Friday, February 24, 2006

Great Singers: Hurl Worthy Covers

Nothing but the classics--and these songs are classically bad. I love all of these artists and I find the following songs amazing. Why were they recorded? Were they serious? Yep, pretty much...

This is a clip from the time frame period I was just talking about. And look who it is! It's Ella Fitzgerald and Frank Sinatra. They're singing "Tony Rome" and it's great. Did I say that out loud?

Ella Fitzgerald- Get Ready, Ella Fitzgerald was one of the finest singers we're likely to hear. To be honest she also had a touch of the kitsch. In all candor I'll never be ready to hear Ella Fitzgerald sing, "Get Ready." It's way punchy, potentially uncutous and for me, a little scary to hear her "get with the kids" and assumedly later, "let it all hang out."

Ella Loved Rock!: Ella also tackled "Ooh Baby Baby," "The Hunter Gets Captured By The Game" and "The Sunshine of Your Love." I find that horrifying...

Sammy Davis- Wichita Lineman- I'm a big fan of Jimmy Webb but frankly I have no idea why so many people covered "Wichita Lineman." This is quite a reflective and sedate song when you think about it. That fact didn't stop thousands from screaming the lyrics and all but obliterating the song's inherent longing. This pretty much what happens here. This song is so bad, it's good. Equipped with "freak-out" guitar, and "groovy" organ fills, Sammy puts some pep in this often drearily paced song. The big problem? This is full of hooey, frankly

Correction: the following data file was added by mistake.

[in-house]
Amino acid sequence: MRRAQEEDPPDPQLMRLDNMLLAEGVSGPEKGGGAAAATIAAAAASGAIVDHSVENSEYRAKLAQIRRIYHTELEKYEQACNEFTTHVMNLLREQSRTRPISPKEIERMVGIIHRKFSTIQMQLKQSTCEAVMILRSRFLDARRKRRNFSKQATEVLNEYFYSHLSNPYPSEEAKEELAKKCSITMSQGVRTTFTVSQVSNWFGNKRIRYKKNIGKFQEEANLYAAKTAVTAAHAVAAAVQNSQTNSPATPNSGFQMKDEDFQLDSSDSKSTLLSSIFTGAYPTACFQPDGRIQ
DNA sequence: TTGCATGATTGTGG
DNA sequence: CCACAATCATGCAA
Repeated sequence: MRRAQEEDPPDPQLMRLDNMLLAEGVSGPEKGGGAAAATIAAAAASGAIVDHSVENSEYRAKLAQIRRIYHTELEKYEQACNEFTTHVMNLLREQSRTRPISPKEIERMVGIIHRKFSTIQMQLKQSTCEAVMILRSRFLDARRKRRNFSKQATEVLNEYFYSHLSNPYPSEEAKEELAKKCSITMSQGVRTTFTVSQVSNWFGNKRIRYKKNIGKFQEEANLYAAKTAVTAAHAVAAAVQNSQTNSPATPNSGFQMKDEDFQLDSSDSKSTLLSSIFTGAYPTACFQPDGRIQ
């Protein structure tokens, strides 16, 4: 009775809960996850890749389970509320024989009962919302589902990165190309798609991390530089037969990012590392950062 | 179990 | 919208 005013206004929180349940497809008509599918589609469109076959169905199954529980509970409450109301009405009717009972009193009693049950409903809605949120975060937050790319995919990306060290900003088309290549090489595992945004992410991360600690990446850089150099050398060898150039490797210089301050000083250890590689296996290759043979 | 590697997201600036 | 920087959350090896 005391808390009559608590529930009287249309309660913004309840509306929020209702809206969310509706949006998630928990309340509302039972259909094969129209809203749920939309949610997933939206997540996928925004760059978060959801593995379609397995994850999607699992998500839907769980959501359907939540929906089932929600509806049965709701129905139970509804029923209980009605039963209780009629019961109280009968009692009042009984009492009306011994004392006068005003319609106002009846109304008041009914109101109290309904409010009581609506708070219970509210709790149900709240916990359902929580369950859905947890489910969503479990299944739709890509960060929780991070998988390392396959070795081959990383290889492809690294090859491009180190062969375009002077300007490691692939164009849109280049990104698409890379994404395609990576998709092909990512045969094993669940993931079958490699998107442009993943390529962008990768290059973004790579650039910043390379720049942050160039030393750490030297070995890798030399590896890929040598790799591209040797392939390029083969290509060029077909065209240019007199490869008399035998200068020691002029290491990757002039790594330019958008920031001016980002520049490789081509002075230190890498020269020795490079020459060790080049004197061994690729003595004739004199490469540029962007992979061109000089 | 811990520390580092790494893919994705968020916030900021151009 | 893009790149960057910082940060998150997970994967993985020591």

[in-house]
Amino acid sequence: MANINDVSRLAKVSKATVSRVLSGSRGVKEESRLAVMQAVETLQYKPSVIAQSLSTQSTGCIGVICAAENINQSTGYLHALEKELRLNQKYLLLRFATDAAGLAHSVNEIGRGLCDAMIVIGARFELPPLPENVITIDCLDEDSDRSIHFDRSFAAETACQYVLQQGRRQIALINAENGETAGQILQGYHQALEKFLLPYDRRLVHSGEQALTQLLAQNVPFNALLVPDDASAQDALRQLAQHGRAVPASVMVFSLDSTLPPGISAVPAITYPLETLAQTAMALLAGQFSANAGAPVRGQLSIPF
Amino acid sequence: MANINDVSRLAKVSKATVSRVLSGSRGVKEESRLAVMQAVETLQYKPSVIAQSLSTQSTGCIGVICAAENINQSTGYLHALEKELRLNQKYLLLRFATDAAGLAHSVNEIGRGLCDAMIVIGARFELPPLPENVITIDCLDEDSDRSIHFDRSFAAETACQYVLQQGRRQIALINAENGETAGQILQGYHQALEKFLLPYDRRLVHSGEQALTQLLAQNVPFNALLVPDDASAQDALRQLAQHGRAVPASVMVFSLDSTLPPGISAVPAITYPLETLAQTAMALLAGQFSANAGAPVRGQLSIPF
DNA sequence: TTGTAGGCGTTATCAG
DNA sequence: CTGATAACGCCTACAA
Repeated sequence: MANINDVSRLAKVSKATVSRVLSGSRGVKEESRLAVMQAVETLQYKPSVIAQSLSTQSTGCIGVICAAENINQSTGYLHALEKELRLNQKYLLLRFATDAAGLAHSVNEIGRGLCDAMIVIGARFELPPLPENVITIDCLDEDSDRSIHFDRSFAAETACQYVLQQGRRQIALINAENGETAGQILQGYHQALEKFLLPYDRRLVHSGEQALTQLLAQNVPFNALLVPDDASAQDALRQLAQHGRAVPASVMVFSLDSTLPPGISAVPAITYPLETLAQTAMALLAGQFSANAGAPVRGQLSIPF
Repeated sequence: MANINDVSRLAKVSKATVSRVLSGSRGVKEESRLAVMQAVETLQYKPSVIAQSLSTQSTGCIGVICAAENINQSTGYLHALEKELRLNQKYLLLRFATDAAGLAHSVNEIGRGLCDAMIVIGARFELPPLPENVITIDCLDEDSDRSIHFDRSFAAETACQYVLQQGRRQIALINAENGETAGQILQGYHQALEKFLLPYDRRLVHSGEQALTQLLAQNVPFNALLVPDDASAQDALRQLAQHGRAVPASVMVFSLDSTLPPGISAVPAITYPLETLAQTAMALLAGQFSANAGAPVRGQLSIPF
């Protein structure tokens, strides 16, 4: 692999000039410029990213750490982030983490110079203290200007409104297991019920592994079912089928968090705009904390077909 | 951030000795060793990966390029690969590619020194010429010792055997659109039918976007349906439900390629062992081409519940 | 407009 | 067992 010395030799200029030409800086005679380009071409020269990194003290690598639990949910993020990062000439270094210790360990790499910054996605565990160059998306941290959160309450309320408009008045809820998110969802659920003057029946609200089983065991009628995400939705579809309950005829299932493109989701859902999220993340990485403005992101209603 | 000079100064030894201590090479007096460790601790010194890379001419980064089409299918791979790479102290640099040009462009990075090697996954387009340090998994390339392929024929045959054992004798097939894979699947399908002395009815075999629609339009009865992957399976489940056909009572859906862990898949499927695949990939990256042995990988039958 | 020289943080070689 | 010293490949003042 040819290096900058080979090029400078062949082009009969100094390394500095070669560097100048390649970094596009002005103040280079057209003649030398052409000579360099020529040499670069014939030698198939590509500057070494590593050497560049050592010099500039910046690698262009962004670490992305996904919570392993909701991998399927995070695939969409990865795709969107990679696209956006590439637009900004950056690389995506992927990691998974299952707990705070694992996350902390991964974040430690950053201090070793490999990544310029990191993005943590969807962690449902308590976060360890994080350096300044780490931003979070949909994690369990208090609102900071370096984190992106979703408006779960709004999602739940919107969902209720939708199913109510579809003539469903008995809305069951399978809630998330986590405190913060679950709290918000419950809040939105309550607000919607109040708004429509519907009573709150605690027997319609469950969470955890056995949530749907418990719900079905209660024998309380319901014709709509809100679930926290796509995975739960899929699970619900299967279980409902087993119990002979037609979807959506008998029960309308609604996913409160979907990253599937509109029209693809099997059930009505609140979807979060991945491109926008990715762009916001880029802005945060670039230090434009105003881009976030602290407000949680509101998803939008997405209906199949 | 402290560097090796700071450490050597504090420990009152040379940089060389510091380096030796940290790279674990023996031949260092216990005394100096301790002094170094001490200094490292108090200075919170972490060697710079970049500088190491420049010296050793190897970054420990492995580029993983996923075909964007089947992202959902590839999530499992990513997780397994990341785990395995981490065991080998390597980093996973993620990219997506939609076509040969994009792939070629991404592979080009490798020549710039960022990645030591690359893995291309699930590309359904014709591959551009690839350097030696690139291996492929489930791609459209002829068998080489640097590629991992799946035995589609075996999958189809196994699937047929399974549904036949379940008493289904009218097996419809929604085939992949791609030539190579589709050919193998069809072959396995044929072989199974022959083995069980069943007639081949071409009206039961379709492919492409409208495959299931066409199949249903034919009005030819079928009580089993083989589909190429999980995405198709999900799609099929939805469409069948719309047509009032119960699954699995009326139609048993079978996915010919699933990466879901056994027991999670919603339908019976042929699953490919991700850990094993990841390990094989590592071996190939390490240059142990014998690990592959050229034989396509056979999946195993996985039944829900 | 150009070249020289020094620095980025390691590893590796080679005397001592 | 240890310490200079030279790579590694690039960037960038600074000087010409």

it's hard to imagine Sammy scaling anything to get up a telephone pole.

An Idiot's Take: Great cover!

Frank Sinatra- A Bunch of Stuff. After a great run of hits for Capitol and Reprise that roughly spanned 1952 to 1965, Frank seemed to have lost his marbles right after and during the release of Sinatra: A Man and His Music. Throughout the spoken intros of the album Sinatra treated himself like an old fuddy-duddy and was all but calling it a wrap. Subsequent albums found Frank accumlating quite a stash of regrettable covers like "Mrs. Robinson," "Downtown," "Goin' Out of My Head" and "Little Green Apples." George Harrison's "Something" wasn't safe either and is the best from the truly wrongheaded Frank Sinatra's Greatest Hits Volume 2.

Good music and nehru jackets just don't mix...
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